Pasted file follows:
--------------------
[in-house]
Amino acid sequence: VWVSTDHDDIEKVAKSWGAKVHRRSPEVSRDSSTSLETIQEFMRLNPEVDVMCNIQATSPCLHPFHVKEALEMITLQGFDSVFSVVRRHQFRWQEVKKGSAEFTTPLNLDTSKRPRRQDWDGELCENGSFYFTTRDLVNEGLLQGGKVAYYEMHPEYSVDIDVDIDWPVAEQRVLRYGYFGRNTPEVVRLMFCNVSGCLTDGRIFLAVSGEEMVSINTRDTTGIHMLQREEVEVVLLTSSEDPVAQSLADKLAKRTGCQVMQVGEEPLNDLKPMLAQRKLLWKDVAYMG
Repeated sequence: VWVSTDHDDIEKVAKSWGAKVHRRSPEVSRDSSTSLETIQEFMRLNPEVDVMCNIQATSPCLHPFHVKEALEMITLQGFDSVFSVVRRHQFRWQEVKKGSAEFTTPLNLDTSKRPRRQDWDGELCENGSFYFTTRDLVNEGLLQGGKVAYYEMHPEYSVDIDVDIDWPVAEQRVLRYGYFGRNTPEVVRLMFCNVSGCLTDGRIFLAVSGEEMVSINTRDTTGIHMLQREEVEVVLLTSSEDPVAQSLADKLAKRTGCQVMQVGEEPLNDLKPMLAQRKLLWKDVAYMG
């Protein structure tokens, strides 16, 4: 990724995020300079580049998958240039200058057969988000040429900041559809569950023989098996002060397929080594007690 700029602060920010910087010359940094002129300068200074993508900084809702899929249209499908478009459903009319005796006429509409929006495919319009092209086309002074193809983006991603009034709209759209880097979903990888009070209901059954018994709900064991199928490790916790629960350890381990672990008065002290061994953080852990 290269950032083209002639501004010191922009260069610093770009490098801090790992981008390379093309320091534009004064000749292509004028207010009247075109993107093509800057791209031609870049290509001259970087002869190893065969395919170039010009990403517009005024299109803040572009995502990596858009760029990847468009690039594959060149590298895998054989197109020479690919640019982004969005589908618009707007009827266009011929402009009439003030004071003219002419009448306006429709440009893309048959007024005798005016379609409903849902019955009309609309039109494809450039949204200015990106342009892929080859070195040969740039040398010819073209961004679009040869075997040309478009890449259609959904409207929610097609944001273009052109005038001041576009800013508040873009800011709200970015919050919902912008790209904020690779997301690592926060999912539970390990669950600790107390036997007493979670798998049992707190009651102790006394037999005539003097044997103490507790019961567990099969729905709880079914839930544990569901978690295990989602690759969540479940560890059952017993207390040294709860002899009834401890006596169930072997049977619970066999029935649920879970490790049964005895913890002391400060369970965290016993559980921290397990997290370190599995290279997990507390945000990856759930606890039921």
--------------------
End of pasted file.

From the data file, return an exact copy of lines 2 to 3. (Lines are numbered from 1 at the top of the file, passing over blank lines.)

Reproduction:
Amino acid sequence: VWVSTDHDDIEKVAKSWGAKVHRRSPEVSRDSSTSLETIQEFMRLNPEVDVMCNIQATSPCLHPFHVKEALEMITLQGFDSVFSVVRRHQFRWQEVKKGSAEFTTPLNLDTSKRPRRQDWDGELCENGSFYFTTRDLVNEGLLQGGKVAYYEMHPEYSVDIDVDIDWPVAEQRVLRYGYFGRNTPEVVRLMFCNVSGCLTDGRIFLAVSGEEMVSINTRDTTGIHMLQREEVEVVLLTSSEDPVAQSLADKLAKRTGCQVMQVGEEPLNDLKPMLAQRKLLWKDVAYMG
Repeated sequence: VWVSTDHDDIEKVAKSWGAKVHRRSPEVSRDSSTSLETIQEFMRLNPEVDVMCNIQATSPCLHPFHVKEALEMITLQGFDSVFSVVRRHQFRWQEVKKGSAEFTTPLNLDTSKRPRRQDWDGELCENGSFYFTTRDLVNEGLLQGGKVAYYEMHPEYSVDIDVDIDWPVAEQRVLRYGYFGRNTPEVVRLMFCNVSGCLTDGRIFLAVSGEEMVSINTRDTTGIHMLQREEVEVVLLTSSEDPVAQSLADKLAKRTGCQVMQVGEEPLNDLKPMLAQRKLLWKDVAYMG